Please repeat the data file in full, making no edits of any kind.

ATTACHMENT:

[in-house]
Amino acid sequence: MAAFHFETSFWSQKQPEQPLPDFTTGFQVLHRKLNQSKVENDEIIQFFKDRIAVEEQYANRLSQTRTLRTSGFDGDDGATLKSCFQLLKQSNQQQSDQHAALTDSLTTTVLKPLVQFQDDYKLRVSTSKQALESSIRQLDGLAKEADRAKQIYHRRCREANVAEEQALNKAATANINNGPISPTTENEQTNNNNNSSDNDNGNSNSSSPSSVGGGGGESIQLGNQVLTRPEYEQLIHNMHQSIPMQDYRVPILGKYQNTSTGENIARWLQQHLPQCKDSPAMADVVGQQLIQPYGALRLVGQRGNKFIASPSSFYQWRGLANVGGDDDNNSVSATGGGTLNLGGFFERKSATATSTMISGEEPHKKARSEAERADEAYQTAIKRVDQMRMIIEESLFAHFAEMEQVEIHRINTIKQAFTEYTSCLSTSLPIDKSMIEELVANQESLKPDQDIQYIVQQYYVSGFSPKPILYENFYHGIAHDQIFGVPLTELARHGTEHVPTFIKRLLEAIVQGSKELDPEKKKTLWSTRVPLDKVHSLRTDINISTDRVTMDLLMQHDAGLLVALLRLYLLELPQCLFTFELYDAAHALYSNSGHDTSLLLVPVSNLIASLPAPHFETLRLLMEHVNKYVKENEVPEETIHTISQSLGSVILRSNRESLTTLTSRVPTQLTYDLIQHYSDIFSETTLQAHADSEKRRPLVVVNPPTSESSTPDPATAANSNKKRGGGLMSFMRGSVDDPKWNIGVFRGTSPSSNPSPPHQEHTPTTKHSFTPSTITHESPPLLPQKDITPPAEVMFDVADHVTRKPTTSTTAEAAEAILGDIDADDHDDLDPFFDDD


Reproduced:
[in-house]
Amino acid sequence: MAAFHFETSFWSQKQPEQPLPDFTTGFQVLHRKLNQSKVENDEIIQFFKDRIAVEEQYANRLSQTRTLRTSGFDGDDGATLKSCFQLLKQSNQQQSDQHAALTDSLTTTVLKPLVQFQDDYKLRVSTSKQALESSIRQLDGLAKEADRAKQIYHRRCREANVAEEQALNKAATANINNGPISPTTENEQTNNNNNSSDNDNGNSNSSSPSSVGGGGGESIQLGNQVLTRPEYEQLIHNMHQSIPMQDYRVPILGKYQNTSTGENIARWLQQHLPQCKDSPAMADVVGQQLIQPYGALRLVGQRGNKFIASPSSFYQWRGLANVGGDDDNNSVSATGGGTLNLGGFFERKSATATSTMISGEEPHKKARSEAERADEAYQTAIKRVDQMRMIIEESLFAHFAEMEQVEIHRINTIKQAFTEYTSCLSTSLPIDKSMIEELVANQESLKPDQDIQYIVQQYYVSGFSPKPILYENFYHGIAHDQIFGVPLTELARHGTEHVPTFIKRLLEAIVQGSKELDPEKKKTLWSTRVPLDKVHSLRTDINISTDRVTMDLLMQHDAGLLVALLRLYLLELPQCLFTFELYDAAHALYSNSGHDTSLLLVPVSNLIASLPAPHFETLRLLMEHVNKYVKENEVPEETIHTISQSLGSVILRSNRESLTTLTSRVPTQLTYDLIQHYSDIFSETTLQAHADSEKRRPLVVVNPPTSESSTPDPATAANSNKKRGGGLMSFMRGSVDDPKWNIGVFRGTSPSSNPSPPHQEHTPTTKHSFTPSTITHESPPLLPQKDITPPAEVMFDVADHVTRKPTTSTTAEAAEAILGDIDADDHDDLDPFFDDD